Indian American PAC endorses five more candidates for state legislatures

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This July 4th, the Indian American Impact Fund (“Impact Fund”) announced its endorsement of an additional five state legislative candidates in Florida, Washington State, Iowa, Kentucky, and North Carolina, in the hope that they will expand the ranks of “patriotic, qualified, and talented Indian-Americans from coast to coast,” the PAC said in a press release.

“This Fourth of July, we are proud to endorse five Indian Americans who have made the patriotic decision to run for office and serve their fellow Americans,” Deepak Raj, co-founder of Impact Project and Impact Fund, who is also the chair of the latter.

“These women and men are powerful examples of the kind of patriotism that characterizes so many immigrant communities,” added Raj Goyle, co-founder of Impact and a former member of the Kansas House of Representatives. “When elected, they will bring much-needed energy, passion, and experience to their state legislatures,” Goyle added.

The Impact Fund says it works with “experienced operatives, campaign strategists, and donors” to endorse candidates “based on their viability and commitment to advocating for the needs and values of the Indian American community.”  The Indian-American organization has already endorsed numerous candidates and plans to announced more in the months ahead preceding the Nov. 6 elections. The five candidates it selected for endorsement were listed as follows:

Mona Das (Campaign website electmona.com)

Mona Das (Washington State Senate, District 47)

At eight months old, Mona immigrated from India to America with parents who had nothing by $6 in their pocket and a desire to build a better life for their family. Now, Mona is running for Washington State Senate to fight for immigrants’ rights and representation, especially immigrant small business owners, and to ensure other Indian American women have the opportunity to be heard and represented in the halls of power. Mona’s race is one of the most closely watched state legislative races in Washington State.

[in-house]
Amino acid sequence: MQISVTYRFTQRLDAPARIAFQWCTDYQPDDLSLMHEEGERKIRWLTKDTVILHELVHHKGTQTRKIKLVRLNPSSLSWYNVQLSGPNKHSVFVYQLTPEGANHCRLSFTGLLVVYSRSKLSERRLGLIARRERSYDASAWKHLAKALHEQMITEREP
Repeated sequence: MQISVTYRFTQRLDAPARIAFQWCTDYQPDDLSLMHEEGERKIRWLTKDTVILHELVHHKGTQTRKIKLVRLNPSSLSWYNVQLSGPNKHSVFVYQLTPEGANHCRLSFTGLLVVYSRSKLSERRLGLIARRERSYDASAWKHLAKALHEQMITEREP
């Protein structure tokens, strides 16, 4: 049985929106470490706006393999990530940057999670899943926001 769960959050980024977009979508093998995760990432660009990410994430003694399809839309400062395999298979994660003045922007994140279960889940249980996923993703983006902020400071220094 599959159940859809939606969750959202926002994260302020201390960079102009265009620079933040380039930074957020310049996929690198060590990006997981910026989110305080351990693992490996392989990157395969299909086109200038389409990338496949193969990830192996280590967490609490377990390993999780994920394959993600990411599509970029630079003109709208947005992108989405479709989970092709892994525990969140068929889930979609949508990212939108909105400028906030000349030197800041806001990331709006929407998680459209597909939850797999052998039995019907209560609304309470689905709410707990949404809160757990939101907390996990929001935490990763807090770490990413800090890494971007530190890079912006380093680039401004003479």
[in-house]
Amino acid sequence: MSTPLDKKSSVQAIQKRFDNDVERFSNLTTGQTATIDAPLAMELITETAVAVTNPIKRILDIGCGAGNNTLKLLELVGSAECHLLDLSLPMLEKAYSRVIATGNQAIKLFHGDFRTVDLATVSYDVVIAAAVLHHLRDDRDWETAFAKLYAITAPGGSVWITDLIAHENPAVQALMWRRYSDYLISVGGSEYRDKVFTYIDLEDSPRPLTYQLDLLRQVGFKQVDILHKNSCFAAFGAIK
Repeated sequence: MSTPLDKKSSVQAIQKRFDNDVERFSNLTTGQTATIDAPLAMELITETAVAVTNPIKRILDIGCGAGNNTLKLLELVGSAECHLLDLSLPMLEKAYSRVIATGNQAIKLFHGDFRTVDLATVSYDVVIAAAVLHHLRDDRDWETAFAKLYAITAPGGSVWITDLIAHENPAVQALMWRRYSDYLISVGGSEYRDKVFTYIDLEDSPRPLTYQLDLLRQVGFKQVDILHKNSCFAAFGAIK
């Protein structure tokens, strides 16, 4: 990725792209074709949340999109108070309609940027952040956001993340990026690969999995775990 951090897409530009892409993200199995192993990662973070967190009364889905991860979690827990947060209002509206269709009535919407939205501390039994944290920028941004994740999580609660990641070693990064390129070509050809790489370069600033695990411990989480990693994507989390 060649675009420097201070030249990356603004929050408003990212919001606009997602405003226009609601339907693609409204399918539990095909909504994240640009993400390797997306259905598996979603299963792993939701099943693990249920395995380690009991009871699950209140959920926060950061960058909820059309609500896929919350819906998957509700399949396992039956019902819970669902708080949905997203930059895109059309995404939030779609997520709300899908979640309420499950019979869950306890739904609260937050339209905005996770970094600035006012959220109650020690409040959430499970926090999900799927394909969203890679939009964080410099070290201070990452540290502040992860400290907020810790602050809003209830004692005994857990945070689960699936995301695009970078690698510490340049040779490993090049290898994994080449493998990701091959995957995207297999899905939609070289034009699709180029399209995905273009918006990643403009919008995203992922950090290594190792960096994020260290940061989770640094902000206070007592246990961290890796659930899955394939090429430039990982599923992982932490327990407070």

Amol Jethwani (Facebook)

Amol Jethwani (Florida State House, District 21)

A fourth year political science student, Amol Jethwani is a campus activist and community organizer running for Florida State House to champion students and fight for equality, health care, and economic justice. If elected, Amol will be the first Indian American or South Asian American to serve in the Florida state legislature, and the first openly LGBTQ Indian American to ever serve in elected office in Florida

Nima Kulkarni (Twitter)

Nima Kulkarni (Kentucky State House, District 40)

Nima Kulkarni is an immigration attorney, advocate, and founder of the New Americans Initiative, a nonprofit dedicated to educating and informing the local community about immigration related issues. When Nima was six, her family immigrated from India to Louisville to ensure her brother could get the special education that was not available in India. In May, Nima won the Democratic nomination — beating the incumbent and two other primary challengers — and is positioned to be the first Indian American to run, and win, state office in the history of Kentucky.

Mujtaba Mohammed (Facebook)

Mujtaba Mohammed (North Carolina State Senate, District 38)

A former staff attorney at the Council for Children’s Rights and Assistant Public Defender, Mujtaba Mohammed is running for North Carolina State Senate to fight for North Carolina’s children and families. In May, Mujtaba unseated an incumbent Democratic state senator by knocking on more than 11,000 doors and calling more than 6,500 households. If elected in November, he will join State Senator Jay Chaudhuri in the State Senate.

Dr. Megan Srinivas at Frontier Days Parade June 2, 2018 (Facebook)

Dr. Megan Srinivas (Iowa State House, District 9)

Dr. Megan Srinivas has dedicated her life and career to addressing disparities in health resource allocation. A practicing physician with both her undergraduate and MPH degrees from Harvard and her medical residency training from Johns Hopkins, Megan is running for Iowa State House to improve her state’s health care and public education systems. In June, Megan won her primary election, and when she is elected in November will be the only Indian American serving in elected office in Iowa and the only Asian American in any state level office.

 

 

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